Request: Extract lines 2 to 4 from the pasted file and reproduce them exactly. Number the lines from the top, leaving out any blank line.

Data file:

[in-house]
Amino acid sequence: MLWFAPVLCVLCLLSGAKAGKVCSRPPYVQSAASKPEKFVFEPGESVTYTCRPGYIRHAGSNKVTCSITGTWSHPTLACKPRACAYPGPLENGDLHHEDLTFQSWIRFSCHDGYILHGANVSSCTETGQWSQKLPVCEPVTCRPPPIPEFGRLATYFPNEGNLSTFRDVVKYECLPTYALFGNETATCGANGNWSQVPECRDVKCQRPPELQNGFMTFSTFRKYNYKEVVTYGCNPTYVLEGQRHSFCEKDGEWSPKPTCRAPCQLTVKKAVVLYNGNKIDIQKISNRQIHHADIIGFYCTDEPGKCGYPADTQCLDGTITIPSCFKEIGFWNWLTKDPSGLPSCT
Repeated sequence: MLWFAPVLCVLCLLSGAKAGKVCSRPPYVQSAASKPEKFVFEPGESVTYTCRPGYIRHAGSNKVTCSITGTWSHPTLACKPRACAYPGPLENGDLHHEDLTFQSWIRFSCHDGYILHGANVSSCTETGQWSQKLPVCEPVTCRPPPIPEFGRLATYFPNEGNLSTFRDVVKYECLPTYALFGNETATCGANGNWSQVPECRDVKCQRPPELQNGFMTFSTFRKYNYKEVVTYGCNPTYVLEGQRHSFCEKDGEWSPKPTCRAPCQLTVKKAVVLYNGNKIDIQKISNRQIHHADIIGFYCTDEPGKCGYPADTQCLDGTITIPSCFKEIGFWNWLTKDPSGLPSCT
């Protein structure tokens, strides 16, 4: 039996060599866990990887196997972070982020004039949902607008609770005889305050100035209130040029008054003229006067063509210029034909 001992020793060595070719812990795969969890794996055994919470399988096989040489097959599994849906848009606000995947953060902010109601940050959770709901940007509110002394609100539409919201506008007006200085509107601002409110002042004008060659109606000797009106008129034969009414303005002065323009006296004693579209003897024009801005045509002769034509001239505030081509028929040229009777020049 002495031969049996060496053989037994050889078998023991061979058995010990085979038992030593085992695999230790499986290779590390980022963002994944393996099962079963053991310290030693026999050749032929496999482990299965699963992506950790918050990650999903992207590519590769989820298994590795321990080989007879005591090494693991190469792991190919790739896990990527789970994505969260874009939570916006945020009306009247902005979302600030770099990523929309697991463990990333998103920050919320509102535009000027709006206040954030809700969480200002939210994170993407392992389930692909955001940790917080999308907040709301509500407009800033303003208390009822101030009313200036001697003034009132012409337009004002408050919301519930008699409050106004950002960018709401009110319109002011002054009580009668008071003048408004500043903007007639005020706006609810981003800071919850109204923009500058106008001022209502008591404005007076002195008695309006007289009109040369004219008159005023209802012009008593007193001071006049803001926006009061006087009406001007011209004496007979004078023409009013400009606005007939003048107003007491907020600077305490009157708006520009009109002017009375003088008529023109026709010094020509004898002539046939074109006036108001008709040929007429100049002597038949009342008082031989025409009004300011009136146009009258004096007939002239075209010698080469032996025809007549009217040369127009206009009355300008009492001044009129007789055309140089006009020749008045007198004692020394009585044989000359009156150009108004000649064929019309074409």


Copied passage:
Amino acid sequence: MLWFAPVLCVLCLLSGAKAGKVCSRPPYVQSAASKPEKFVFEPGESVTYTCRPGYIRHAGSNKVTCSITGTWSHPTLACKPRACAYPGPLENGDLHHEDLTFQSWIRFSCHDGYILHGANVSSCTETGQWSQKLPVCEPVTCRPPPIPEFGRLATYFPNEGNLSTFRDVVKYECLPTYALFGNETATCGANGNWSQVPECRDVKCQRPPELQNGFMTFSTFRKYNYKEVVTYGCNPTYVLEGQRHSFCEKDGEWSPKPTCRAPCQLTVKKAVVLYNGNKIDIQKISNRQIHHADIIGFYCTDEPGKCGYPADTQCLDGTITIPSCFKEIGFWNWLTKDPSGLPSCT
Repeated sequence: MLWFAPVLCVLCLLSGAKAGKVCSRPPYVQSAASKPEKFVFEPGESVTYTCRPGYIRHAGSNKVTCSITGTWSHPTLACKPRACAYPGPLENGDLHHEDLTFQSWIRFSCHDGYILHGANVSSCTETGQWSQKLPVCEPVTCRPPPIPEFGRLATYFPNEGNLSTFRDVVKYECLPTYALFGNETATCGANGNWSQVPECRDVKCQRPPELQNGFMTFSTFRKYNYKEVVTYGCNPTYVLEGQRHSFCEKDGEWSPKPTCRAPCQLTVKKAVVLYNGNKIDIQKISNRQIHHADIIGFYCTDEPGKCGYPADTQCLDGTITIPSCFKEIGFWNWLTKDPSGLPSCT
């Protein structure tokens, strides 16, 4: 039996060599866990990887196997972070982020004039949902607008609770005889305050100035209130040029008054003229006067063509210029034909 001992020793060595070719812990795969969890794996055994919470399988096989040489097959599994849906848009606000995947953060902010109601940050959770709901940007509110002394609100539409919201506008007006200085509107601002409110002042004008060659109606000797009106008129034969009414303005002065323009006296004693579209003897024009801005045509002769034509001239505030081509028929040229009777020049 002495031969049996060496053989037994050889078998023991061979058995010990085979038992030593085992695999230790499986290779590390980022963002994944393996099962079963053991310290030693026999050749032929496999482990299965699963992506950790918050990650999903992207590519590769989820298994590795321990080989007879005591090494693991190469792991190919790739896990990527789970994505969260874009939570916006945020009306009247902005979302600030770099990523929309697991463990990333998103920050919320509102535009000027709006206040954030809700969480200002939210994170993407392992389930692909955001940790917080999308907040709301509500407009800033303003208390009822101030009313200036001697003034009132012409337009004002408050919301519930008699409050106004950002960018709401009110319109002011002054009580009668008071003048408004500043903007007639005020706006609810981003800071919850109204923009500058106008001022209502008591404005007076002195008695309006007289009109040369004219008159005023209802012009008593007193001071006049803001926006009061006087009406001007011209004496007979004078023409009013400009606005007939003048107003007491907020600077305490009157708006520009009109002017009375003088008529023109026709010094020509004898002539046939074109006036108001008709040929007429100049002597038949009342008082031989025409009004300011009136146009009258004096007939002239075209010698080469032996025809007549009217040369127009206009009355300008009492001044009129007789055309140089006009020749008045007198004692020394009585044989000359009156150009108004000649064929019309074409």